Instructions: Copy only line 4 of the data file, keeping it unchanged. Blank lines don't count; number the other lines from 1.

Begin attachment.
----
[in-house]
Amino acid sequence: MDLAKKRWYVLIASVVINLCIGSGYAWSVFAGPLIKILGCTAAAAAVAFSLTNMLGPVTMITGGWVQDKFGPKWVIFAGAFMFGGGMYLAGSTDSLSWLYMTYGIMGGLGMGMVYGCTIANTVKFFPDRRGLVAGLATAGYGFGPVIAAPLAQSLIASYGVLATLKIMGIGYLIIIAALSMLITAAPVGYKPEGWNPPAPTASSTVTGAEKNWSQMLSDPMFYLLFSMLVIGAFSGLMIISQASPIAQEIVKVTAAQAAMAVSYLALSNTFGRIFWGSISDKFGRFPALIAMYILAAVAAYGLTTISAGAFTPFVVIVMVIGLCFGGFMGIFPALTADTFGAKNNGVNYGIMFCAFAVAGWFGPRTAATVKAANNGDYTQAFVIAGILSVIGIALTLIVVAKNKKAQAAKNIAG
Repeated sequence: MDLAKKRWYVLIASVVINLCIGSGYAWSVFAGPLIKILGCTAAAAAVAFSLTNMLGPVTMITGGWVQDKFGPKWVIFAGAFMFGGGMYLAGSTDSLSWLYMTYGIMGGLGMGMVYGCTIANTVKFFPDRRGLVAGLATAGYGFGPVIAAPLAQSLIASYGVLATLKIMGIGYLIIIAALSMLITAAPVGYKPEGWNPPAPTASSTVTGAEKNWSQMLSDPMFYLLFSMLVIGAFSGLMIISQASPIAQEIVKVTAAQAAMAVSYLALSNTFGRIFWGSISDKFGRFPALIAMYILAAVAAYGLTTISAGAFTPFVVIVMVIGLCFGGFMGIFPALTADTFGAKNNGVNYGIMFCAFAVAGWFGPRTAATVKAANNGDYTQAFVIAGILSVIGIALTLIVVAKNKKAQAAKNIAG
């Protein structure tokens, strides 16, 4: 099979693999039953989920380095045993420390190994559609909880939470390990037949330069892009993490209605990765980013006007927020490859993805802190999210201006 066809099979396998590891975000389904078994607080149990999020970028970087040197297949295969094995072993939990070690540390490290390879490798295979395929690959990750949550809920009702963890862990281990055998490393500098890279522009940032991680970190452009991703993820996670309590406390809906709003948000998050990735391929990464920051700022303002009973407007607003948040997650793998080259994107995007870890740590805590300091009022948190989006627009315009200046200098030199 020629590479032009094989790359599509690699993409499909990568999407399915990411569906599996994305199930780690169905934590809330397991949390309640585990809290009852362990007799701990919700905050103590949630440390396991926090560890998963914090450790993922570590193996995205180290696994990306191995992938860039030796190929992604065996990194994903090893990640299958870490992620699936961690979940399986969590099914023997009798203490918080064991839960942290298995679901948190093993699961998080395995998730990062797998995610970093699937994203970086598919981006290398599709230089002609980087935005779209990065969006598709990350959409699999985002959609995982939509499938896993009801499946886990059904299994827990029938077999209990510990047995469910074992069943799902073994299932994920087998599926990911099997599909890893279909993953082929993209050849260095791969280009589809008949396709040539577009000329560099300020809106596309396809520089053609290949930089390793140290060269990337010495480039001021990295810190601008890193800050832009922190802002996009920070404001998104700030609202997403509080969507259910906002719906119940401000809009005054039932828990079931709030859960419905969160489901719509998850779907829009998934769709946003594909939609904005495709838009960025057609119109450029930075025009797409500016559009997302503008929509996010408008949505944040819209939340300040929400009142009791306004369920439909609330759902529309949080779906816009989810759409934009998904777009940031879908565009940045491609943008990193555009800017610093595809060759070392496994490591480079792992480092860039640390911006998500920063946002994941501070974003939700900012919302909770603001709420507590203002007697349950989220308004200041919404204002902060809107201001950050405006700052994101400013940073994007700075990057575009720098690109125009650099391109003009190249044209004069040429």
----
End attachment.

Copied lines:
């Protein structure tokens, strides 16, 4: 099979693999039953989920380095045993420390190994559609909880939470390990037949330069892009993490209605990765980013006007927020490859993805802190999210201006 066809099979396998590891975000389904078994607080149990999020970028970087040197297949295969094995072993939990070690540390490290390879490798295979395929690959990750949550809920009702963890862990281990055998490393500098890279522009940032991680970190452009991703993820996670309590406390809906709003948000998050990735391929990464920051700022303002009973407007607003948040997650793998080259994107995007870890740590805590300091009022948190989006627009315009200046200098030199 020629590479032009094989790359599509690699993409499909990568999407399915990411569906599996994305199930780690169905934590809330397991949390309640585990809290009852362990007799701990919700905050103590949630440390396991926090560890998963914090450790993922570590193996995205180290696994990306191995992938860039030796190929992604065996990194994903090893990640299958870490992620699936961690979940399986969590099914023997009798203490918080064991839960942290298995679901948190093993699961998080395995998730990062797998995610970093699937994203970086598919981006290398599709230089002609980087935005779209990065969006598709990350959409699999985002959609995982939509499938896993009801499946886990059904299994827990029938077999209990510990047995469910074992069943799902073994299932994920087998599926990911099997599909890893279909993953082929993209050849260095791969280009589809008949396709040539577009000329560099300020809106596309396809520089053609290949930089390793140290060269990337010495480039001021990295810190601008890193800050832009922190802002996009920070404001998104700030609202997403509080969507259910906002719906119940401000809009005054039932828990079931709030859960419905969160489901719509998850779907829009998934769709946003594909939609904005495709838009960025057609119109450029930075025009797409500016559009997302503008929509996010408008949505944040819209939340300040929400009142009791306004369920439909609330759902529309949080779906816009989810759409934009998904777009940031879908565009940045491609943008990193555009800017610093595809060759070392496994490591480079792992480092860039640390911006998500920063946002994941501070974003939700900012919302909770603001709420507590203002007697349950989220308004200041919404204002902060809107201001950050405006700052994101400013940073994007700075990057575009720098690109125009650099391109003009190249044209004069040429």